Taking a shine to custodial work

Labor: Carroll County pupils come to appreciate the people who keep their school clean.

April 04, 2002|By Maria Blackburn | Maria Blackburn,SUN STAFF

They are the keepers of keys, the buffers of floors, the washers of windows.

School custodians, those disinfectant- and dust mop-wielding men and women in uniform who spend their nights cleaning up the muddy footprints, trash-strewn hallways and graffiti-marked desks students leave behind, are essential to a school, yet they often get little respect from students. Their job is largely perceived as dirty and unappealing, not to mention totally uncool.

"We thought they were stinky," said Mark Schultheis, an eighth-grader at Westminster's West Middle School. "Who would ever want to be a janitor?"

In October, that's the way Schultheis thought.

But now, a couple of times a week after school, the 13-year-old Westminster boy can be found pushing a mop down the hallways of his sprawling school, emptying trash and otherwise assisting his school's seven-member custodial crew.

He knows to call the people who clean the school custodians, not janitors. He also knows how hard they work.

And although he still aspires to become a police officer someday, Schultheis would love to mow the school's grass and use the tractor-sized buffers to polish floors if the program's rules allowed it.

"This is fun," he said.

As one of 15 eighth-graders at the school participating in the custodial assistance learning team, Schultheis earns service learning hours in exchange for helping the custodians after school. The state requires that students earn 75 hours of service learning, with guidelines determined by individual counties, by the time they graduate from high school.

The pupil custodian program started in November at the school as a way for pupils to take pride in their school and learn responsibility and respect by working under the guidance of school custodians. Many of the pupils involved have never held a job and have little experience working alongside adults other than their parents.

"How often do you find middle-class kids, bright kids, cleaning with custodial staff?" said Aurora M. Pagulayan, a vice principal at West Middle who started the program. "This is supposed to be dirty work. Is there anything better ... to teach our kids than to experience what this is all about?"

Participation is considered a privilege, not a punishment.

Pupils, who apply for the program, start out by washing desks, cleaning chalkboard ledges and emptying trash in the 45-year-old school's 71 classrooms.

As they gain the trust of the custodians they are paired with, their chores broaden to include stocking the soda machine, mopping the hallways and unlocking rooms for after-school programs.

Pupils are not allowed to operate electrical equipment or use harmful cleaning chemicals. Nor can they participate in the program without the consent of their parents.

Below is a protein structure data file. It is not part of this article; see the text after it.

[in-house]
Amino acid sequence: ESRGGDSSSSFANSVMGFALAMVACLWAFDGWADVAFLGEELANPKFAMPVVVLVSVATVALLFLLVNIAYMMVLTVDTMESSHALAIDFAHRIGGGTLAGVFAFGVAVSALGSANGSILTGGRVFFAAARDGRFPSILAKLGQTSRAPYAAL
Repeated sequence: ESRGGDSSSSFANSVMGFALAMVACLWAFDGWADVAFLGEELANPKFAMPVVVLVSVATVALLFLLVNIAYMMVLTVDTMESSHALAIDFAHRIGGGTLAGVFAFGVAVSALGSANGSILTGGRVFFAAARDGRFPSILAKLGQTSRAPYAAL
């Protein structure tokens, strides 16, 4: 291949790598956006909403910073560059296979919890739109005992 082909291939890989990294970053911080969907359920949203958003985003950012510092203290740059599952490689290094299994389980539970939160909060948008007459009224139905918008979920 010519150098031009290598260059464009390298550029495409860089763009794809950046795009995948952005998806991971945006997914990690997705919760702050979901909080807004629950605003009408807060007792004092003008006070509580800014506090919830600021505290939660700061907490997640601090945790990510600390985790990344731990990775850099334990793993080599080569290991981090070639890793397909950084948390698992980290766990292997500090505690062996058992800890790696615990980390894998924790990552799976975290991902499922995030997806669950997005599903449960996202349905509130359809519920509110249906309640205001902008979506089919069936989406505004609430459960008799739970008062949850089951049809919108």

Only one pupil has dropped out of the program, and there's a waiting list of others who want to participate.

"It's not just work -- it's more than that," Chris Bruce, 13, said as he wiped pen and pencil marks from desks one recent afternoon. Bruce has earned all of his service hours. He comes to clean the school twice a week because he likes it, he said.

Sure, some of the boys like to tell war stories about the layers of white on their knuckles from cleaning chalk ledges. They relish reeling off lists of the things that people toss in the trash, like bags of Hershey's Kisses and full cartons of chocolate milk.

But these kids can also debate the right way to wash a window. They go out of their way to greet the custodians during school and relish the time they spend with them in the afternoons. And they can go on and on about the thrill of seeing the inside of the teacher's lounge and of carrying key No. 7749, the master key to the school.

"This makes me feel important," said Kevin Sherfey, 13, of Westminster. "Our school is a lot cleaner than it was."

"I didn't know custodians worked so hard," added Bryan Crawford, 13, of Finksburg.

Pagulayan is quick to point out that the school is not taking advantage of the kids as free labor; the custodians spend their work time with them showing them how to dust properly and making sure the pupils complete their tasks, she said. "The kids are not taking the jobs away from custodians," she said. "The custodians have to teach them how to be responsible. We want people to respect what they're doing."

Judy Bailey, West Middle's building supervisor, had her doubts about the program at first. "I didn't think it was going to fly," she said. "You're talking about the upkeep of a school, and I don't find middle schoolers that into cleaning."

And yet there was something about entrusting the pupils with mops that seemed to click.

On their first day of cleaning, the pupils requested uniforms. They were given khaki shirts with navy blue patches on the breast that read "Custodian."

The next day, they wore their uniforms to class.

Since the pupil custodians started work, some members of the school's staff say they've noticed a reduction in litter in the eighth-grade hallway and an increase in pupil advocacy about keeping the school clean.

Parents, such as Chris Crawford, said they like knowing that their children are doing something constructive after school, not just sitting home watching television.

"I think it's good for them," said Crawford, whose son, Bryan, was the first to sign up for the custodial team. "I was really pleased he was as enthusiastic as he is about this."

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